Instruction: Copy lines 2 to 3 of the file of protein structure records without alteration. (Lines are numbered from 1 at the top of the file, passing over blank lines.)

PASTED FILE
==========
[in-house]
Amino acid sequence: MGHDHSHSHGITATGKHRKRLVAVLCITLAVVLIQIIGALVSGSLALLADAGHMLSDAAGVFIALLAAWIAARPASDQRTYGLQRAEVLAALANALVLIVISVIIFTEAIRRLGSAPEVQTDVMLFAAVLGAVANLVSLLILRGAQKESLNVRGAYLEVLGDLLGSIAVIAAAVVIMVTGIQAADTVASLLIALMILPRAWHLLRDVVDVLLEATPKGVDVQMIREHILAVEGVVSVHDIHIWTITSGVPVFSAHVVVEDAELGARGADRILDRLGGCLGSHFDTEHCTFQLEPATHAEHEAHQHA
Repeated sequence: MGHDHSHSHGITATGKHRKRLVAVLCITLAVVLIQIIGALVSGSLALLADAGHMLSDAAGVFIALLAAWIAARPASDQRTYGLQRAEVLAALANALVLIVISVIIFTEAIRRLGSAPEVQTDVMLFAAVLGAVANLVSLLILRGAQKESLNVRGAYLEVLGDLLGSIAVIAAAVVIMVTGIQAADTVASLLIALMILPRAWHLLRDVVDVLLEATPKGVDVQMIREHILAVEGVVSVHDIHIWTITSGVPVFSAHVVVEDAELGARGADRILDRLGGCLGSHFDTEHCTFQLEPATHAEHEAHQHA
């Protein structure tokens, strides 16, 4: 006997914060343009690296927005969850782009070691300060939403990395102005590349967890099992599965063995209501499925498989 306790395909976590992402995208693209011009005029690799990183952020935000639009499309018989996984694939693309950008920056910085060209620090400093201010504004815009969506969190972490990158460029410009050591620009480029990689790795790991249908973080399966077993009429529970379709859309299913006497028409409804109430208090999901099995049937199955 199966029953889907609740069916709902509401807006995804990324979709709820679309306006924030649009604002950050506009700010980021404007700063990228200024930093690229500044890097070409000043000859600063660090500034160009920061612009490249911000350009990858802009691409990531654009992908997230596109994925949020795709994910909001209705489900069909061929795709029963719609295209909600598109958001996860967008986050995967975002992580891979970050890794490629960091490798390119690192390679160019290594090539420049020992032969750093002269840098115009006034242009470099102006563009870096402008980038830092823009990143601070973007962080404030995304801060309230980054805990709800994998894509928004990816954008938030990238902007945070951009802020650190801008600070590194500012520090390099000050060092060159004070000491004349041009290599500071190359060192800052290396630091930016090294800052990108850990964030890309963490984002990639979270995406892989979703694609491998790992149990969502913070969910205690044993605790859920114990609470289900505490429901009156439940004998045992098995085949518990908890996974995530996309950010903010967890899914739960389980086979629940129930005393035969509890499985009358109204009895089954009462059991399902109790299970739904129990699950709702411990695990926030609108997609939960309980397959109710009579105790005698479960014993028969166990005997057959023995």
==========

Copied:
Amino acid sequence: MGHDHSHSHGITATGKHRKRLVAVLCITLAVVLIQIIGALVSGSLALLADAGHMLSDAAGVFIALLAAWIAARPASDQRTYGLQRAEVLAALANALVLIVISVIIFTEAIRRLGSAPEVQTDVMLFAAVLGAVANLVSLLILRGAQKESLNVRGAYLEVLGDLLGSIAVIAAAVVIMVTGIQAADTVASLLIALMILPRAWHLLRDVVDVLLEATPKGVDVQMIREHILAVEGVVSVHDIHIWTITSGVPVFSAHVVVEDAELGARGADRILDRLGGCLGSHFDTEHCTFQLEPATHAEHEAHQHA
Repeated sequence: MGHDHSHSHGITATGKHRKRLVAVLCITLAVVLIQIIGALVSGSLALLADAGHMLSDAAGVFIALLAAWIAARPASDQRTYGLQRAEVLAALANALVLIVISVIIFTEAIRRLGSAPEVQTDVMLFAAVLGAVANLVSLLILRGAQKESLNVRGAYLEVLGDLLGSIAVIAAAVVIMVTGIQAADTVASLLIALMILPRAWHLLRDVVDVLLEATPKGVDVQMIREHILAVEGVVSVHDIHIWTITSGVPVFSAHVVVEDAELGARGADRILDRLGGCLGSHFDTEHCTFQLEPATHAEHEAHQHA